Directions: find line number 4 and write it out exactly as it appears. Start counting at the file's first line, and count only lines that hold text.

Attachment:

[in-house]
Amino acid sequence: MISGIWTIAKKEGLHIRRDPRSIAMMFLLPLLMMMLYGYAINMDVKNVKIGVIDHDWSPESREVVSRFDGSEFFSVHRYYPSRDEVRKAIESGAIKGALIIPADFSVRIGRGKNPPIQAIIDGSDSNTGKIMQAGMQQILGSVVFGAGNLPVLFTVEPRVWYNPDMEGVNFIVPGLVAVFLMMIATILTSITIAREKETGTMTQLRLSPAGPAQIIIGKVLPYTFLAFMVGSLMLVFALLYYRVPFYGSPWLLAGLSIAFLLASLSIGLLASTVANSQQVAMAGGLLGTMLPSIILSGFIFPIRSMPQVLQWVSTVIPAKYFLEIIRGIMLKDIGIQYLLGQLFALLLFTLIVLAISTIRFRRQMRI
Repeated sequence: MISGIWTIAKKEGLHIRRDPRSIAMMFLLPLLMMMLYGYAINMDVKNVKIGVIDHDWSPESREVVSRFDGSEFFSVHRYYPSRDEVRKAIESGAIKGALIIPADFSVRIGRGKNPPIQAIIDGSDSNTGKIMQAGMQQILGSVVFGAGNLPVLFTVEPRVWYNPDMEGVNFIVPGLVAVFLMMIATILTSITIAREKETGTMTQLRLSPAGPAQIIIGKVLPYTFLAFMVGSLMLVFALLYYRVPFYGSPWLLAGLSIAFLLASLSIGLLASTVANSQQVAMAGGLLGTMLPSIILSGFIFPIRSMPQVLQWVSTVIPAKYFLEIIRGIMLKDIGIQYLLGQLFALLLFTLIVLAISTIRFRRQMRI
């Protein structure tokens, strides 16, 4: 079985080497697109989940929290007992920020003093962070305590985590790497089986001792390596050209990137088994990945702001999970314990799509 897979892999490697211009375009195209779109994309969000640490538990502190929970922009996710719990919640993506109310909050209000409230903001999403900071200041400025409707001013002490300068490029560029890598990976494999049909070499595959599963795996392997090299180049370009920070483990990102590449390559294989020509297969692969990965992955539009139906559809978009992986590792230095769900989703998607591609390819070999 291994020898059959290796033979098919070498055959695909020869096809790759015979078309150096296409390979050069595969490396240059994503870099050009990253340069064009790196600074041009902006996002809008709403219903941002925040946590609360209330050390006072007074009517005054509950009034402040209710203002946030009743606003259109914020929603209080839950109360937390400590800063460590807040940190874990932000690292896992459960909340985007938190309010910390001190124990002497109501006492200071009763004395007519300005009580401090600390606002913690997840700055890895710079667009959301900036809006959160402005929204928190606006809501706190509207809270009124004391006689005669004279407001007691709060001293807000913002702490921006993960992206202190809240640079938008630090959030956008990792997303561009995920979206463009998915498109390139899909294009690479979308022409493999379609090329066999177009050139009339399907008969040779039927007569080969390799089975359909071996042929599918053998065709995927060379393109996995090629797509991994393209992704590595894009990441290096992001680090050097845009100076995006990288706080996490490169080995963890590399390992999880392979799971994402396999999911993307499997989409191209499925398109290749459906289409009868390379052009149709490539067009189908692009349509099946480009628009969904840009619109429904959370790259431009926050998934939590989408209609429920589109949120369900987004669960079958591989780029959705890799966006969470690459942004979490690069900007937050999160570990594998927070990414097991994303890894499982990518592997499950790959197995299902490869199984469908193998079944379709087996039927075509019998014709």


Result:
């Protein structure tokens, strides 16, 4: 079985080497697109989940929290007992920020003093962070305590985590790497089986001792390596050209990137088994990945702001999970314990799509 897979892999490697211009375009195209779109994309969000640490538990502190929970922009996710719990919640993506109310909050209000409230903001999403900071200041400025409707001013002490300068490029560029890598990976494999049909070499595959599963795996392997090299180049370009920070483990990102590449390559294989020509297969692969990965992955539009139906559809978009992986590792230095769900989703998607591609390819070999 291994020898059959290796033979098919070498055959695909020869096809790759015979078309150096296409390979050069595969490396240059994503870099050009990253340069064009790196600074041009902006996002809008709403219903941002925040946590609360209330050390006072007074009517005054509950009034402040209710203002946030009743606003259109914020929603209080839950109360937390400590800063460590807040940190874990932000690292896992459960909340985007938190309010910390001190124990002497109501006492200071009763004395007519300005009580401090600390606002913690997840700055890895710079667009959301900036809006959160402005929204928190606006809501706190509207809270009124004391006689005669004279407001007691709060001293807000913002702490921006993960992206202190809240640079938008630090959030956008990792997303561009995920979206463009998915498109390139899909294009690479979308022409493999379609090329066999177009050139009339399907008969040779039927007569080969390799089975359909071996042929599918053998065709995927060379393109996995090629797509991994393209992704590595894009990441290096992001680090050097845009100076995006990288706080996490490169080995963890590399390992999880392979799971994402396999999911993307499997989409191209499925398109290749459906289409009868390379052009149709490539067009189908692009349509099946480009628009969904840009619109429904959370790259431009926050998934939590989408209609429920589109949120369900987004669960079958591989780029959705890799966006969470690459942004979490690069900007937050999160570990594998927070990414097991994303890894499982990518592997499950790959197995299902490869199984469908193998079944379709087996039927075509019998014709």